Hobby Lobby, which calls itself a "biblically-founded business," is among the 60 companies challenging the health law's contraceptive coverage mandate. (Ed Andrieski/Associated Press)

The Obama administration wants to require all employer-sponsored health insurance plans to cover contraceptives without co-payments. Some employers, largely on religious grounds, do not want to cover contraceptives in any form.

Finding a middle ground between the two position is no easy task. It has become a vexing one for the U.S. Department of Health and Human Services, fraught with political and legal landmines. Final regulations published Friday demonstrate just how complex the process will be to deliver contraceptive coverage to the employees of religious nonprofits that oppose such medications.

These regulations apply to only a small subset of employers: faith-based nonprofits, such as hospitals and universities, that oppose contraceptive use. All private employers are required to include contraceptive coverage in their benefits packages or face steep penalties.

Health and Human Services has developed a six-step process for the faith-based nonprofits that self-insure, meaning they cover all their medical costs rather than pay premiums to an employer:

1. The faith-based nonprofit will not have to "contract, arrange, pay or refer" employees for contraceptive coverage. It will, however, need to notify its health insurance plan that it will not cover such benefits in its insurance plan.

2. The health insurance plan must then send a notice to these employees that it will be the one covering contraceptive benefits. And they have to be careful in how they do this. It needs to be "contemporaneous with...but separate from any application materials distributed in connection with enrollment in group health coverage."

3. When employees use contraceptives, their coverage claims go to the health insurance plan, which pays for them. The health insurer is barred from using any of the premium dollars from the objecting employer to do this.

4. At the end of a year, the insurer calculates the money it has spent paying for contraceptives and sends that tally to the federal government.

5. The federal government looks at that number and adds some additional funds meant to cover the cost of administering the program.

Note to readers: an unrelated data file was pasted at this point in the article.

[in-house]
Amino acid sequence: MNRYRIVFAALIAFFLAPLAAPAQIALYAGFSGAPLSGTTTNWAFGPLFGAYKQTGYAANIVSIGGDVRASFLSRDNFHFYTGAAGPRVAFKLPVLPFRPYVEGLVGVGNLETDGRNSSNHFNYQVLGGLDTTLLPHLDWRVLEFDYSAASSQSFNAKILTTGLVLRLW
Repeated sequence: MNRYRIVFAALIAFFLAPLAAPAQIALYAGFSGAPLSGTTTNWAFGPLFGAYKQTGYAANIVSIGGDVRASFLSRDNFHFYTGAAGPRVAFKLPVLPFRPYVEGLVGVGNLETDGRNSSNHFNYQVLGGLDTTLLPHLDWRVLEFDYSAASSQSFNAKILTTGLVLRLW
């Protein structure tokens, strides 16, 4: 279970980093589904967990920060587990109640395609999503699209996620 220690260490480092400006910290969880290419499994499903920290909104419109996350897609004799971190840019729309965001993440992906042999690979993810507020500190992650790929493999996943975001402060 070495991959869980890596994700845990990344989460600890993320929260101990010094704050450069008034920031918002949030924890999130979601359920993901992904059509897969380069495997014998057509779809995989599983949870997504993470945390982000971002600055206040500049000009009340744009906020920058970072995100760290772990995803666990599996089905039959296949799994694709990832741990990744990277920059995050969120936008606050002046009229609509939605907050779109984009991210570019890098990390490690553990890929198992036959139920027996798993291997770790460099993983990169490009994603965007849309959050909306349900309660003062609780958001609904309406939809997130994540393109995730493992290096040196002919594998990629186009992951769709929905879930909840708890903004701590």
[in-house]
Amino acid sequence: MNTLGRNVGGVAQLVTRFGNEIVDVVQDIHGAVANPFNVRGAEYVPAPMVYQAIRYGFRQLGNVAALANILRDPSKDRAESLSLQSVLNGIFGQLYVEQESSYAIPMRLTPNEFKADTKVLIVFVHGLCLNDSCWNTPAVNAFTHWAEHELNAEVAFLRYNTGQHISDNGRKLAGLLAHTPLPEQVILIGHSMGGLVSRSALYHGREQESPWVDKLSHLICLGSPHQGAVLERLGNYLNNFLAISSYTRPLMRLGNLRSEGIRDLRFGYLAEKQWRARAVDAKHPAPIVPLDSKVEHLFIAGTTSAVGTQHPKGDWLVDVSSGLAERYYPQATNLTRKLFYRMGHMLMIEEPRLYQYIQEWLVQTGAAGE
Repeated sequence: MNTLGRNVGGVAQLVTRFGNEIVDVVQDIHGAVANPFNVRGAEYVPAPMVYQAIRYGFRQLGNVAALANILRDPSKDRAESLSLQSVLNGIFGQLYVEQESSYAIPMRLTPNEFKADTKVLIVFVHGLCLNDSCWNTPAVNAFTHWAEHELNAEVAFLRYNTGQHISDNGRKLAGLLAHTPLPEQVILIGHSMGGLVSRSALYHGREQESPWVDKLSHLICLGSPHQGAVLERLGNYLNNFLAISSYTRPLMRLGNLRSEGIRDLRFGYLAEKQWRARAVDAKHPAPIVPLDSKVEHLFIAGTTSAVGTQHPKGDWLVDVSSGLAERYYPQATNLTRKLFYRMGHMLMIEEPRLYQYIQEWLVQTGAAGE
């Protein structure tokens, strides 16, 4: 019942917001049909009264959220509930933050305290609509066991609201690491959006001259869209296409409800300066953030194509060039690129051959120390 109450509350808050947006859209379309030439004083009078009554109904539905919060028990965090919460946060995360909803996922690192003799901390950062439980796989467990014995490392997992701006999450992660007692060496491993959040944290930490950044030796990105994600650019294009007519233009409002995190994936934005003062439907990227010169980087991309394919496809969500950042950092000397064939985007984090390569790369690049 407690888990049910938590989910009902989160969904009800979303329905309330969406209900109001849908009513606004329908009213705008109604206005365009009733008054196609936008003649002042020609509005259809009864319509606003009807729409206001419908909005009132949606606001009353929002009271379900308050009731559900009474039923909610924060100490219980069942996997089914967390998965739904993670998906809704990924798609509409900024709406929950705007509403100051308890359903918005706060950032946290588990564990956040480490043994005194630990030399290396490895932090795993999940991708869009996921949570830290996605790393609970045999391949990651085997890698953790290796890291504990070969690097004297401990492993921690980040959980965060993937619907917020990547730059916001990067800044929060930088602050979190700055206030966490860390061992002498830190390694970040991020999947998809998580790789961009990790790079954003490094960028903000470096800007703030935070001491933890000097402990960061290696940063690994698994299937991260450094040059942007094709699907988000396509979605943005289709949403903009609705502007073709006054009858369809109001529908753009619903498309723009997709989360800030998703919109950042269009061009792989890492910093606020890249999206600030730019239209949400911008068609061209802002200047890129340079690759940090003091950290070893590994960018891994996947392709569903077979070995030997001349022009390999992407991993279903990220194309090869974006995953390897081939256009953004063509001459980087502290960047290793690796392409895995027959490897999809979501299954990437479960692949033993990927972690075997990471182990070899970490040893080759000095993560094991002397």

6. The federal government gives the health insurer a discount on the fees required to sell on the federal health insurance exchanges commiserate with this determined amount. Federal officials say it should be at least a 10 percent cut.

Under this policy, insurers have the "opportunity to get full reimbursement for all costs of these benefits," Michael Hash, director of the Office for Health Reform at HHS, says. "There will be full coverage for administrative costs, and a margin, so it's a sound business opportunity."

Women's health groups are happy with this approach. While complex, it does deliver on their key goal: maximizing access to contraceptives without a co-payment.

Religious opponents of contraceptive coverage are unsatisfied, noting that these regulations look a lot like the previous rules the administration issued. Employers "will still have to provide abortion-inducing drugs or pay millions in fines," Becket Fund deputy general counsel Eric Rassbach says.

Now that the rule is final, it likely clears a path for legal action. Courts have held off on some decisions on these lawsuits, reasoning that changes could be made between preliminary and final regulations. Now that the regulation is out, these challenges have a big green light to move forward.

Correction: This article initially misidentified which health plans must go through this process. These steps apply to objecting non-profits with a third party administrator.